sity," though it is plainly said that
all editorials are the opinion of the
writer only, and that, further, Tpe
Daily letter columns are always
open to contradict any writer's
opinion. Nevertheless "misunder-
standings may occur. But, just
HOW is a faculty "dominated"
board going to make those outsiders
understand what the students
think? and, more fundamentally,
doesn't it follow more logically that
the students (at least in a nearly-
balanced student-faculty board as
it is now comprised) should be the
final interpreters of their own
opinion? Should not a nearly bal-
lanced student-faculty board exer-
cise censure over the Daily editors
if they violate The' Daily code of
ethics and thus misrepresent you?
WE'RE NOT GOING TO TRY to
answer those questions for you
except to point out that the present
board has exercised that functiolp
well. Last fall ALL members of the
Publications; Board voted that the
senior editors had violated the code
of ethics. The question of who
"dominates" the Board did not
come up until the University Coun-
cil Committee brought it into the
limelight with the statement, "the
(Continued'on Page 6)

Eligible students who wish to have
their names placed on the all-campus
ballot for the student positions, on
the control boards of student publica-
tions and athletics and the Union
class vice-presidencies and the execu-
tive posts of Congress have until
5 p.m. tomorrow to submit signed
petitions to the Student Offices of
the Michigan Union.
The all-campus election, to be run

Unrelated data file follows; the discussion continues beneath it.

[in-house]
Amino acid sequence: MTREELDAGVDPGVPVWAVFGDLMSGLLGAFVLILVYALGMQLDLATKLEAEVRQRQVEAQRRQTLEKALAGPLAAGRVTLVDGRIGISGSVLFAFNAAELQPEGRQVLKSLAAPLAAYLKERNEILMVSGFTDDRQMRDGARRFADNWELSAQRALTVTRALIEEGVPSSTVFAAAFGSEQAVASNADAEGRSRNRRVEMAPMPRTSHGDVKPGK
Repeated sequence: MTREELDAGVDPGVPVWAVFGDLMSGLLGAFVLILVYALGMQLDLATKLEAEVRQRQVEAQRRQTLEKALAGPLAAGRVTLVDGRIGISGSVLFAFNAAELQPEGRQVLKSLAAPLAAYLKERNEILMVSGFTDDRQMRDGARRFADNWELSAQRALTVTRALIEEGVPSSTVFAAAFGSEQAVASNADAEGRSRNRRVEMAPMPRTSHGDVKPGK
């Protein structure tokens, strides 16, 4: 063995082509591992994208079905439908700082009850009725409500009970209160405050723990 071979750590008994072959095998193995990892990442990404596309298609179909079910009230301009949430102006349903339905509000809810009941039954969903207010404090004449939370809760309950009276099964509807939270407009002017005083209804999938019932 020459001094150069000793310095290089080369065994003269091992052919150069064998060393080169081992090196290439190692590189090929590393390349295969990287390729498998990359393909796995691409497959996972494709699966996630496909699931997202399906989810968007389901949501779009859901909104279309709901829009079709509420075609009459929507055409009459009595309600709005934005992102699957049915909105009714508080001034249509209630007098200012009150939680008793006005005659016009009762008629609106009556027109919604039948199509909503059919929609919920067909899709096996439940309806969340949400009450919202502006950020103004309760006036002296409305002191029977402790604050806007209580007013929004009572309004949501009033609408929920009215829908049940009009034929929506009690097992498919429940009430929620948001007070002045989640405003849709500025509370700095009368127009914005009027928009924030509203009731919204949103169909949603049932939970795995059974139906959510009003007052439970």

by the Men's Judiciary Council, will
be held Wednesday, May 28, accord-
ing to William G. Slocum, '42. presi-
dent of the Council.
Those who wish to add their names
to the nine already nominated for
three positions on the Board 'in Con-
trol of Student Publications must sub-
mit petitions signed by 100 students.
Three positions are open on the board.
Applicants for the six Union vice-
presidencies must turn in petitions
acompanied by 10 signatures from
their respective school. One each will
be elected from the law, literary, med-
ical, dental and business administra-
tion schools and the engineering and
architecture schools combined.
One two-year position is open on
the Board in Control of Athletics. Pe-
titioning sophomores must present 50
signatures. Norman Call, '42, is the
present-incumbent who will continue
until June 1942. Already nominated

for this position are Cliff Wise, '43,
and Frank McCarthy, '43.
Four rooming house and three
dormitory representatives are to be
elected to the executive posts of
Congress, independent men's organ-
ization. Each petitioner must secure
10 signatures.
Of the four rooming house men,
two will be elected to terms of one
year and two to semester positions.
Likewise, one of the dormitory repre-
sentatives will serve for an entire
school year, the other two for one
semester apiece. Pollers of the high-
est number of votes in both divisions
will receive the full-year posts.
Submission of signed petitions be-
fore the deadline time does not auto-.
matically place the applicant's name
on the ballot, according to Slocum.
Choices, to be made by the Judiciary
Council, will be made according to
Prof. Mowat
To Talk Today

the petitioner's qualifications, which
are to be outlined on the petition.
Further information regarding the
petitions may be secured from Robert
Samuels, '42, director of the elections
or William Slocum, '42, Judiciary
Council president.
.Illinois Dean
Will .Address
Pharmacitsts
Hundreds of Michigan pharmacists
will convene today for the tenth an-
nual Conference of Pharmacy in the
Rackham Amphitheatre.
Dr. E. R. Serles, Dean of the Il-
linois College of Pharmacy will be
the leading speaker of the afternoon
session which will be. op'ened with an